We all know the major problem with cast iron: rust. If you live in a humid area, rust is a day-to-day nuisance, one that absorbs time in removal or prevention. Most woodworkers use a good paste wax for preventing rust but, even then, the top rusts when someone drips sweat or sets a Styrofoam coffee cup on it. Rust happens with ferrous metals that don't include nickel and the other ingredients of stainless steel.
• Delta Machinery
Tel: 800-433-9258. www.dewalt.com
• General International
Tel: 888-949-1161. www.general.ca
Tel: 800-706-7337. www.hitachipowertools.com
Tel: 615-793-8900. www.jetwilton.com
Tel: 800-474-3443. www.ridgid.com
Tel: 877-724-8665. www.steelcitytoolworks.com
Tel: 800-645-9292. http://woodworker.com
Rust doesn't happen with granite tops. Period.
The other major benefit is mass. The added weight, from 30 to 90 lbs. per saw, helps reduce vibration, leading to increased accuracy.
Granite can be waxed in the same manner as cast iron, which is a good idea. It increases slickness, making feeds easier.
Not long ago, I read a complaint that granite stains too easily. But spill the same staining substance on cast iron and then come tell us the results. This is a specious bit of nonsense.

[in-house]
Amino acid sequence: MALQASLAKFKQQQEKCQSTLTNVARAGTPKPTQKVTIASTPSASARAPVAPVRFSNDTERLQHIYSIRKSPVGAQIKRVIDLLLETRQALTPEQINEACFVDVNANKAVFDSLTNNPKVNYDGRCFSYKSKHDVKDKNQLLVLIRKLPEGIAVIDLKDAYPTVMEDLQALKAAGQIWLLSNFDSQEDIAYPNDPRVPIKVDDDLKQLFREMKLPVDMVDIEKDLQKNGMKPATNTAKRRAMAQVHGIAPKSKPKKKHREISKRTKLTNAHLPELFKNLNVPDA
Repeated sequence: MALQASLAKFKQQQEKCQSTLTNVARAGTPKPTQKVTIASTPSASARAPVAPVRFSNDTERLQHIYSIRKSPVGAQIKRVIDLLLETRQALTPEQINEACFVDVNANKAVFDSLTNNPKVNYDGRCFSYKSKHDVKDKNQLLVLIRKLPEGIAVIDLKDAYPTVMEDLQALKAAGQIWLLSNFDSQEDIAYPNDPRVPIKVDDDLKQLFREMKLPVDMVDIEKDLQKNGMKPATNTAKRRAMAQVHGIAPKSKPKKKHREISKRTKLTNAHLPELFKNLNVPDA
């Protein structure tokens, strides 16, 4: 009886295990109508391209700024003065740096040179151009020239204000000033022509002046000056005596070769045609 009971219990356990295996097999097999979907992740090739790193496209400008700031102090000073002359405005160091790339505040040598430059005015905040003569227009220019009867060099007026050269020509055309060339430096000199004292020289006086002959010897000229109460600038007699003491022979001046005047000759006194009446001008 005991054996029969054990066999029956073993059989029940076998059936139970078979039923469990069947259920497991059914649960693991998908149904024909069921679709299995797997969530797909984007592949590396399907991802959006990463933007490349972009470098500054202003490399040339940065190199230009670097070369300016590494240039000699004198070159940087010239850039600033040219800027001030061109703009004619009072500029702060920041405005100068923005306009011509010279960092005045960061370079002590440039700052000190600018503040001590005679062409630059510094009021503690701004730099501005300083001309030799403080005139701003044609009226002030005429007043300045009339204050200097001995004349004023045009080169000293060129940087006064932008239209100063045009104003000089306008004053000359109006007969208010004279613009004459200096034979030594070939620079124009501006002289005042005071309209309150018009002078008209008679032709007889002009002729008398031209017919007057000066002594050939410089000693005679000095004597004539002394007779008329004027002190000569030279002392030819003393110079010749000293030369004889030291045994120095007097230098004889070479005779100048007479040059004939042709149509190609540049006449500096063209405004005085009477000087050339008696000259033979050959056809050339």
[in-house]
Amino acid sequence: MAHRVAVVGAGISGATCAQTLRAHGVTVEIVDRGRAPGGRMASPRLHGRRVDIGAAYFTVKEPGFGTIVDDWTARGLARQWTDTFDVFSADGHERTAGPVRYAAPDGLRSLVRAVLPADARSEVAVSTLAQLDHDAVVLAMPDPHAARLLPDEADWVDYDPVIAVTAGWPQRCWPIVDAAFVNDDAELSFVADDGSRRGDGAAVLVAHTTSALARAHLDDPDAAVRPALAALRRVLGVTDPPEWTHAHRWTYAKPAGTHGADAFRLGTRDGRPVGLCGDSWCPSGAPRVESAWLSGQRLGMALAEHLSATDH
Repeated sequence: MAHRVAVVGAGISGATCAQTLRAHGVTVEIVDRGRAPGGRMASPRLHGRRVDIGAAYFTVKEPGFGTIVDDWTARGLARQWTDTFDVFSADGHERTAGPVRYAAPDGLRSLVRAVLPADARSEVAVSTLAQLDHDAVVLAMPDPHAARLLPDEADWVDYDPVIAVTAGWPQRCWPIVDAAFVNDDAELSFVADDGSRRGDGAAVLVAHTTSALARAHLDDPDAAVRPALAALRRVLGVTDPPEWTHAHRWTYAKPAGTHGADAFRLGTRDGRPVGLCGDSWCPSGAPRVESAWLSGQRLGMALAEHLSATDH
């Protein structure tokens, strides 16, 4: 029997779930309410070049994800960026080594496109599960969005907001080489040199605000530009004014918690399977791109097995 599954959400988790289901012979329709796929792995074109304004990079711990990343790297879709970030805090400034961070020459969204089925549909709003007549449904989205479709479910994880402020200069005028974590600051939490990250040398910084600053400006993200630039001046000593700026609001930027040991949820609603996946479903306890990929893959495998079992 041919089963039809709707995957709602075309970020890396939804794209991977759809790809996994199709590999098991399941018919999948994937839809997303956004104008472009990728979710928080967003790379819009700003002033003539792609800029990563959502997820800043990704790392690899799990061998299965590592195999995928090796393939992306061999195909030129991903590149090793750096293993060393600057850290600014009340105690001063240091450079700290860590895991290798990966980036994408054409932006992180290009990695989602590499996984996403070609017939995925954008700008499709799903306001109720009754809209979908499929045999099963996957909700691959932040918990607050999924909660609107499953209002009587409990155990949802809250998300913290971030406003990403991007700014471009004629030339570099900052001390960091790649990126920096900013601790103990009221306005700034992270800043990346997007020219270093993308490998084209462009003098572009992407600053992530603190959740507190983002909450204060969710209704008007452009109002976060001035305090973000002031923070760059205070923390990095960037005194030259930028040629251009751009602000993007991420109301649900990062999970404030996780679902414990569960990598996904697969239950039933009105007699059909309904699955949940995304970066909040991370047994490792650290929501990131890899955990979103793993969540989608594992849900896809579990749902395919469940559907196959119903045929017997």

Still, we don't yet know how the T-miter slots will hold up. Steel may wear those out too quickly (in which case, it should be possible to get a steel insert added later).
Granite may or may not be the wave of the future in tool tops, but it is certainly apt to be a part of the future for the next decade or so.
Hybrid saw options
A major factor in favor of hybrid saws is the motor that is enclosed in the cabinet. The whole appearance is neater and the saw is actually somewhat smaller in storage than a contractor's saw because there is no motor hanging off the rear.
Optional equipment builds tools that do most of the jobs of a full-bore cabinet saw: the DeWalt can be fitted with a sliding table for accurate, wide crosscuts. It comes standard with a 30" fence, but can be bought with a 52" fence. Cast-iron wings are also an option on the basic saw.